Obviously, that column looks pretty horrible today. What happened yesterday is, equally obviously, indefensible by any human or democratic standard. The people who voted for Morsi of course have every right to feel the deepest betrayal, and even Egypt's liberal reformers--the people who really matter most to me--are no doubt chagrined by this turn of events.
I will still say that it behooves us not to forget that Morsi was no democrat. This is being a bit glossed over right now. Rachel Maddow last night had an excellent factual report on the situation, but both she and Richard Engel, NBC's man on the ground in Cairo who was clearly in danger of being shot yesterday, kind of glossed over this aspect of things.
Don't forget the thousands who massed in Tahrir six weeks ago demanding the ouster of a president who, though elected democratically, did not behave remotely like a democrat in office. I know the retort: So vote him out in three years. Well, maybe. On the other hand, I'm sure Zimbabweans unhappy with Mugabe back in 1980-whatever said "Well, we'll just vote him out in three years" (the parallel isn't exact, but you get my point).
Very sad to hear of Germond's passing. I met him once, at Harvard, at the Kennedy School. We were on some sort of panel together. It was not long after I'd reviewed (favorably, fortunately) his book in the Sunday Times. He told me he was grateful for the review, which was nice. I remember some expression of contempt for George H.W. Bush along the lines of, "Two biggest decisions of his life, he gave us Dan Quayle and Clarence Thomas. Think about that."
It must have been great fun to be one of those guys. Newspapers and wire services were minting money in those days, and no one gave a shit about budgets. If Germond or Jules Witcover or whomever wanted to get on a plane and go size up some House race in New Mexico, off he went on one of the sleek 707s that had entered service. Expenses? Whatever. Don't worry about it.
There's a lot to be said for today's media over yesterday's. We have a lot more voices of all different kinds, and that's good. I love the interactions with readers, especially on Twitter, even with the people egging me toward auto-proctology. The rise of people like Nate Silver has opened up new ways to talk and think about politics that moves the center of gravity away from the day to day horse race, which is good. Germond, by the way, was always completely unapologetic about the horse race. This is what people want to know, he said; who's ahead. But he always did say, and said to me that day, that "there's smart horse race and dumb horse race," and he was right about that. I would imagine that dumb horse race wasn't so different in 2012 (Romney's going to carry Minnesota--G.F. Will) from what it was in Germond's day.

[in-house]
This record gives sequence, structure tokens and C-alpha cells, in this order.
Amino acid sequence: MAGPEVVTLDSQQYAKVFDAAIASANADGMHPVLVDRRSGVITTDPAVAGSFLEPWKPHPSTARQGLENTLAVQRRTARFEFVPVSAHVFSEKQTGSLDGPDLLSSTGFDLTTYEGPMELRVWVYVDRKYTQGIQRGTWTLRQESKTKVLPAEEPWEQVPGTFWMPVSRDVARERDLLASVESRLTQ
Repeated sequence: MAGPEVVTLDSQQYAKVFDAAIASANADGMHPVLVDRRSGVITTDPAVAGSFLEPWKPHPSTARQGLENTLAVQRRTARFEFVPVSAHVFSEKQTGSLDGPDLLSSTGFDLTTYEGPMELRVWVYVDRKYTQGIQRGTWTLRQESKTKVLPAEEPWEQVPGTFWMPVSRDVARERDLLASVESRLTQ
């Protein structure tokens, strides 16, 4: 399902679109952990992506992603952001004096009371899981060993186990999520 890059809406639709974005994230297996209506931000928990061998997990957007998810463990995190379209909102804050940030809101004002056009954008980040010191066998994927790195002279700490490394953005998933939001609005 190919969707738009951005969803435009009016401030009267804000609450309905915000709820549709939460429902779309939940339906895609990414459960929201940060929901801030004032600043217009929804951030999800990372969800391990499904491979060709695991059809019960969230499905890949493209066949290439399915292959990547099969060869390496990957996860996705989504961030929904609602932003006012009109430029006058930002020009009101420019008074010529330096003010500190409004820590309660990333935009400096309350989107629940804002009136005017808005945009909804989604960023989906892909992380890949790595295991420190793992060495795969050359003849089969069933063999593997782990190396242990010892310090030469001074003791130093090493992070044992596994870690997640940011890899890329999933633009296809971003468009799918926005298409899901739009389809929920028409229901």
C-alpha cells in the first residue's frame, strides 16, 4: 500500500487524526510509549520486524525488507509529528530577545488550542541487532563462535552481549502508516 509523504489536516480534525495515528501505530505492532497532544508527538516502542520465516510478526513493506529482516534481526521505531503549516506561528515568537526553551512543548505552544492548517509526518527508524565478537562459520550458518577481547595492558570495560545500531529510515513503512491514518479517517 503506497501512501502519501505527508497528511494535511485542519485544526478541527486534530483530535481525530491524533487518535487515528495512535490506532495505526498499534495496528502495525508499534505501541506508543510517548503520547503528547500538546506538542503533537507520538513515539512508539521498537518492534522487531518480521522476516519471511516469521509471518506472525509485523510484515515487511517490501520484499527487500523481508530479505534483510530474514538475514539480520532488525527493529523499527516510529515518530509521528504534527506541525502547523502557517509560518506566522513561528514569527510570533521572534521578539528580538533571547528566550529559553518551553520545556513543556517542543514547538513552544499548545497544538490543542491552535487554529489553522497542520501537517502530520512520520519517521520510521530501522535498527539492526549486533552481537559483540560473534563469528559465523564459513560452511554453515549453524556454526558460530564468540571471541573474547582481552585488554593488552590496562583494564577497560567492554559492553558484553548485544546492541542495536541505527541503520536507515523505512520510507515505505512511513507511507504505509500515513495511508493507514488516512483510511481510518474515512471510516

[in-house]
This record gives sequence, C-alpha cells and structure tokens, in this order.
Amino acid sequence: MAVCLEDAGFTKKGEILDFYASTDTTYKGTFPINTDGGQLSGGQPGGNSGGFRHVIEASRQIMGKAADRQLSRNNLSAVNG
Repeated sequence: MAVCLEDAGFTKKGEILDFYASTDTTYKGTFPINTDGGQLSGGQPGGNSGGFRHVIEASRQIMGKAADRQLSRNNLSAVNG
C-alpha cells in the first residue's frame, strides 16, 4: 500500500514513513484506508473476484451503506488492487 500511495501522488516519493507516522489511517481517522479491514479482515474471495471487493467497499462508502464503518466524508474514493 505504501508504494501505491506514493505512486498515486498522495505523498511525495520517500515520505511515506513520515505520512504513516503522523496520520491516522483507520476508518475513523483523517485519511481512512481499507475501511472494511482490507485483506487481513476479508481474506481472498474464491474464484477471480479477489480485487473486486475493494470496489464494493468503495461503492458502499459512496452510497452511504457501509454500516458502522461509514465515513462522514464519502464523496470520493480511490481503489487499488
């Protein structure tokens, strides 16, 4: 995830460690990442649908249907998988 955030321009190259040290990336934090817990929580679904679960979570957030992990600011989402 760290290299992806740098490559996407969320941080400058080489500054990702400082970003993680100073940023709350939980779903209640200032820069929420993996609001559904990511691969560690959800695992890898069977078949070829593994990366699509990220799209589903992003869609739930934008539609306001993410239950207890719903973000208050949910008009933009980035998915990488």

On balance I think readers are much better served today by this multitude of voices. But Germond and his contemporaries were a better high priesthood than the priesthood we have now. This was before high-pundit journalists became members of the 1 percent. They were working- and middle-class men, and their views on politics reflected that. Today of course, most really prominent journalists share the class interests of the politicians and lobbyists they cover. This change is part of the reason that policies that steal from the middle and the bottom to finance the rich, which should be laughed out of town in two seconds, get a serious hearing in today's Washington. So in that way, Germond's generation was superior to ours.
There are already signs Hillary’s presidential campaign will drudge up the weird, obsessive hatred the Boomer left developed for the Clintons in the 1990s. But this time, their derision will only have the power to do one thing: help her win.
I’m quite looking forward to Hillary Clinton being president of the United States. I think she will probably run, I think she will probably win, and I think she’ll be at least a good and maybe a great president. What I’m not particularly looking forward to is the process by which she’ll have to get there. Just in the past few days here, Maureen Dowd and Richard Cohen have laid before us in the form of two recent and silly columns little reminders of the prejudice against Clinton within a certain slice of the liberal chattering class, a prejudice that will swell predictably as she passes the various posts that stand between her and the nomination and, finally, election. Fortunately, these chatterers are less and less relevant every election. Clinton should welcome their animus. It can only help her.
Former secretary of State Hillary Clinton applauds international delegates, where she spoke at a women's leadership symposium at Bryn Mawr College in Bryn Mawr, Pennsylvania on July 9, 2013. (Matt Rourke/AP)